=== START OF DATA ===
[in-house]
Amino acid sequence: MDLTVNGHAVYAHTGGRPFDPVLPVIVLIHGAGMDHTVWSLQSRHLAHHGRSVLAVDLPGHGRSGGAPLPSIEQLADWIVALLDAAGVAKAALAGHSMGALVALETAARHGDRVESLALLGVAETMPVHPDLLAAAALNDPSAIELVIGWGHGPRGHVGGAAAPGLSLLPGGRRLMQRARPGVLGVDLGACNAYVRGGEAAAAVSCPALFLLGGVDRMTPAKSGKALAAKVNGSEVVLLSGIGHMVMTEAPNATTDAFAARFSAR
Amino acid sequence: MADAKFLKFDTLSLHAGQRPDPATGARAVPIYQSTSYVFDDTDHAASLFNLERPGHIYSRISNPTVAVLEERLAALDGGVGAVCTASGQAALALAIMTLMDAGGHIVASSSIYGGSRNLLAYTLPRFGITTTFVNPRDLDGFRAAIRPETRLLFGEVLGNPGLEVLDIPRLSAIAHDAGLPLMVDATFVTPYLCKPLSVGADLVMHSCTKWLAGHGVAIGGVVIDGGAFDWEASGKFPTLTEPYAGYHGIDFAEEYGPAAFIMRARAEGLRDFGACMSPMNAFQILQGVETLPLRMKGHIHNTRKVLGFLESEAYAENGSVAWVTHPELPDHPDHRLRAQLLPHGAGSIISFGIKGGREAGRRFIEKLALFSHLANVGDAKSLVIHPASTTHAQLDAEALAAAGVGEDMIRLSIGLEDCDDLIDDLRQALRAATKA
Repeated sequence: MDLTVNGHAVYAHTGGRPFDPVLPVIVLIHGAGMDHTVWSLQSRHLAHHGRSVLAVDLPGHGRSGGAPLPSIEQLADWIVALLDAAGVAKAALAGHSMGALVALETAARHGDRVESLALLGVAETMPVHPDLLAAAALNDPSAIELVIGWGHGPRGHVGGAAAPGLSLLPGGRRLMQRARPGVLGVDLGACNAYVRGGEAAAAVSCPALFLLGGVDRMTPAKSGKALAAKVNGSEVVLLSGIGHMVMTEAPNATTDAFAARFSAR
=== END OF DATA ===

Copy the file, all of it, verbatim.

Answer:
[in-house]
Amino acid sequence: MDLTVNGHAVYAHTGGRPFDPVLPVIVLIHGAGMDHTVWSLQSRHLAHHGRSVLAVDLPGHGRSGGAPLPSIEQLADWIVALLDAAGVAKAALAGHSMGALVALETAARHGDRVESLALLGVAETMPVHPDLLAAAALNDPSAIELVIGWGHGPRGHVGGAAAPGLSLLPGGRRLMQRARPGVLGVDLGACNAYVRGGEAAAAVSCPALFLLGGVDRMTPAKSGKALAAKVNGSEVVLLSGIGHMVMTEAPNATTDAFAARFSAR
Amino acid sequence: MADAKFLKFDTLSLHAGQRPDPATGARAVPIYQSTSYVFDDTDHAASLFNLERPGHIYSRISNPTVAVLEERLAALDGGVGAVCTASGQAALALAIMTLMDAGGHIVASSSIYGGSRNLLAYTLPRFGITTTFVNPRDLDGFRAAIRPETRLLFGEVLGNPGLEVLDIPRLSAIAHDAGLPLMVDATFVTPYLCKPLSVGADLVMHSCTKWLAGHGVAIGGVVIDGGAFDWEASGKFPTLTEPYAGYHGIDFAEEYGPAAFIMRARAEGLRDFGACMSPMNAFQILQGVETLPLRMKGHIHNTRKVLGFLESEAYAENGSVAWVTHPELPDHPDHRLRAQLLPHGAGSIISFGIKGGREAGRRFIEKLALFSHLANVGDAKSLVIHPASTTHAQLDAEALAAAGVGEDMIRLSIGLEDCDDLIDDLRQALRAATKA
Repeated sequence: MDLTVNGHAVYAHTGGRPFDPVLPVIVLIHGAGMDHTVWSLQSRHLAHHGRSVLAVDLPGHGRSGGAPLPSIEQLADWIVALLDAAGVAKAALAGHSMGALVALETAARHGDRVESLALLGVAETMPVHPDLLAAAALNDPSAIELVIGWGHGPRGHVGGAAAPGLSLLPGGRRLMQRARPGVLGVDLGACNAYVRGGEAAAAVSCPALFLLGGVDRMTPAKSGKALAAKVNGSEVVLLSGIGHMVMTEAPNATTDAFAARFSAR